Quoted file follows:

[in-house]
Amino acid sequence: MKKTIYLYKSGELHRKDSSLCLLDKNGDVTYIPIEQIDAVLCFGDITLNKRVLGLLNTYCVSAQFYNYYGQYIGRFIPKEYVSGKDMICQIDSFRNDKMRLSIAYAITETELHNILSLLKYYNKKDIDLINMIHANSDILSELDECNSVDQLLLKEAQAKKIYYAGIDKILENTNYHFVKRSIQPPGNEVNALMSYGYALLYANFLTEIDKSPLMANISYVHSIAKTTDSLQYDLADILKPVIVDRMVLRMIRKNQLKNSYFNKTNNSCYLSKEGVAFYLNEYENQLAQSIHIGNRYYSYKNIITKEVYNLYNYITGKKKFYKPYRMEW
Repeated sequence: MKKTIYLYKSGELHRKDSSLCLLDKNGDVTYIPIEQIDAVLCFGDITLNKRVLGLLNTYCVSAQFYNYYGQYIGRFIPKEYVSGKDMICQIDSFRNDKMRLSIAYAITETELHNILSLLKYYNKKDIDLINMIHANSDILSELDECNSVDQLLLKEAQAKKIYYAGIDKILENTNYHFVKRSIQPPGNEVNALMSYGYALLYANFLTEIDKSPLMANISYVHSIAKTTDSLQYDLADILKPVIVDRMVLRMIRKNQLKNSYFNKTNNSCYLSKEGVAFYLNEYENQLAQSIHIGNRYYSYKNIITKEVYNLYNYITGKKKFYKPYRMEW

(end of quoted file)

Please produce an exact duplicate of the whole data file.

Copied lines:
[in-house]
Amino acid sequence: MKKTIYLYKSGELHRKDSSLCLLDKNGDVTYIPIEQIDAVLCFGDITLNKRVLGLLNTYCVSAQFYNYYGQYIGRFIPKEYVSGKDMICQIDSFRNDKMRLSIAYAITETELHNILSLLKYYNKKDIDLINMIHANSDILSELDECNSVDQLLLKEAQAKKIYYAGIDKILENTNYHFVKRSIQPPGNEVNALMSYGYALLYANFLTEIDKSPLMANISYVHSIAKTTDSLQYDLADILKPVIVDRMVLRMIRKNQLKNSYFNKTNNSCYLSKEGVAFYLNEYENQLAQSIHIGNRYYSYKNIITKEVYNLYNYITGKKKFYKPYRMEW
Repeated sequence: MKKTIYLYKSGELHRKDSSLCLLDKNGDVTYIPIEQIDAVLCFGDITLNKRVLGLLNTYCVSAQFYNYYGQYIGRFIPKEYVSGKDMICQIDSFRNDKMRLSIAYAITETELHNILSLLKYYNKKDIDLINMIHANSDILSELDECNSVDQLLLKEAQAKKIYYAGIDKILENTNYHFVKRSIQPPGNEVNALMSYGYALLYANFLTEIDKSPLMANISYVHSIAKTTDSLQYDLADILKPVIVDRMVLRMIRKNQLKNSYFNKTNNSCYLSKEGVAFYLNEYENQLAQSIHIGNRYYSYKNIITKEVYNLYNYITGKKKFYKPYRMEW